Silicon Valley developer stages hunger strike after construction on his housing project is halted

Silicon Valley developer stages hunger strike after construction on his housing project is halted
Photo Credit: Aron Developers
By Wesley Severson - Published on February 10, 2023.

It’s now been one full week since the CEO of a South Bay development company has eaten. He’s in the middle of a hunger strike to protest development officials who forced him to stop construction on his housing project in Sunnyvale. Navneet Aron is the founder of Aron Developers. He started his hunger strike inside Sunnyvale City Hall on February 3rd. Every day he shows up when City Hall opens to occupy the sofa in the waiting area near the planning and building department. He has several signs, including one that reads “on hunger strike until death!”

When City Hall closes, he apparently packs up and heads home. According to the Mercury News, he’s only been consuming water, coffee, and gum


The county issued a stop work order at Aron’s project on North Fair Oaks Avenue, which features 18 townhomes. The problem is that Aron never got approval for the installation of a plastic vapor barrier that sits beneath the foundation and prevents toxins from the soil from seeping into the concrete and into the home. Aron says he simply forgot that he had to get approval for the vapor barrier from the Santa Clara County Department of Environmental Health before he laid the foundation.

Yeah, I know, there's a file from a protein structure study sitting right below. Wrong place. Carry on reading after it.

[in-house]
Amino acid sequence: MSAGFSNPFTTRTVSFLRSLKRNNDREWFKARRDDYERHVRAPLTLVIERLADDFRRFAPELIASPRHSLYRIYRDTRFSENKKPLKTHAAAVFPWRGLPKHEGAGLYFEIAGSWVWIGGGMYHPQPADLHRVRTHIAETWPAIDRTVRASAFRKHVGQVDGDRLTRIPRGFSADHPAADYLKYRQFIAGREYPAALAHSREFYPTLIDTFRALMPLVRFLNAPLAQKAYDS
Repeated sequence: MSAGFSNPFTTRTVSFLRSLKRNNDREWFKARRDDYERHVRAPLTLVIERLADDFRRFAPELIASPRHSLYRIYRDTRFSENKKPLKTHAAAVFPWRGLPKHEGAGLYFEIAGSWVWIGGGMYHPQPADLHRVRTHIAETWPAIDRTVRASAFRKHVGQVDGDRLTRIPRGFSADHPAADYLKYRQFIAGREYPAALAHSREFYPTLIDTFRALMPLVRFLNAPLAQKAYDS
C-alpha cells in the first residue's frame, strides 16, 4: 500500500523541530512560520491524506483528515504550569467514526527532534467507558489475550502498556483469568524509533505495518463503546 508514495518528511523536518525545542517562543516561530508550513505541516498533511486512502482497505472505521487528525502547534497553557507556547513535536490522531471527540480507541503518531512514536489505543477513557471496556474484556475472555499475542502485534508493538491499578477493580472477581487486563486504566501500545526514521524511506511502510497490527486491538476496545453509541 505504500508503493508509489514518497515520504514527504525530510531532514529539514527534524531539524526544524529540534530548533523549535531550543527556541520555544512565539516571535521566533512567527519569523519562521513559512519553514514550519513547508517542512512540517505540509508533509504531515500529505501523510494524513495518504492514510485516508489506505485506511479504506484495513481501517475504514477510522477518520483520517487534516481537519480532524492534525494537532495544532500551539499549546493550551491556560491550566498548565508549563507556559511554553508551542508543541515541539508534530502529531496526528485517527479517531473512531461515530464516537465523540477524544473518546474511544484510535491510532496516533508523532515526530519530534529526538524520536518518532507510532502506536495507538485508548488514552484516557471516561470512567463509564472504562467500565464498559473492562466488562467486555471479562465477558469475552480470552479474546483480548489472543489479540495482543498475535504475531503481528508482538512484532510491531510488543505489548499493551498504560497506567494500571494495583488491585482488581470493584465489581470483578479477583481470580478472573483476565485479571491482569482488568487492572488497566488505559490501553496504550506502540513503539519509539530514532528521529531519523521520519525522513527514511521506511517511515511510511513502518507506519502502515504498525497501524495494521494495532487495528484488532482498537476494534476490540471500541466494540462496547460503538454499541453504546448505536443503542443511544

Aron's Fair Oaks Housing Development. | Rendering Credit: Aron Development


Aron is now waiting to get it approved, but that process could take up to 45 days, a delay which he says could derail the project permanently. He says interest on his construction loan costs him $15,000 per day, not to mention construction labor costs that run about $25,000 per week. “We are simply suffering and forcing our people who have families and kids and live paycheck to paycheck to not be able to work on site. They don’t have any other income. So that’s why I’m here. I don’t know anything else to do,” Aron told the Mercury News.

The city of Sunnyvale won’t allow construction to restart until the county gives the green light. “Developers are ultimately responsible for having a compliant project. The city had to issue a stop work order because Mr. Aron failed to meet health and safety conditions for his project,” Sunnyvale spokesperson Jennifer Garnett told the Mercury News. Apparently, Aron’s 9-year-old daughter is trying to get him to start eating again, but he is vowing to stay food-free until construction work restarts.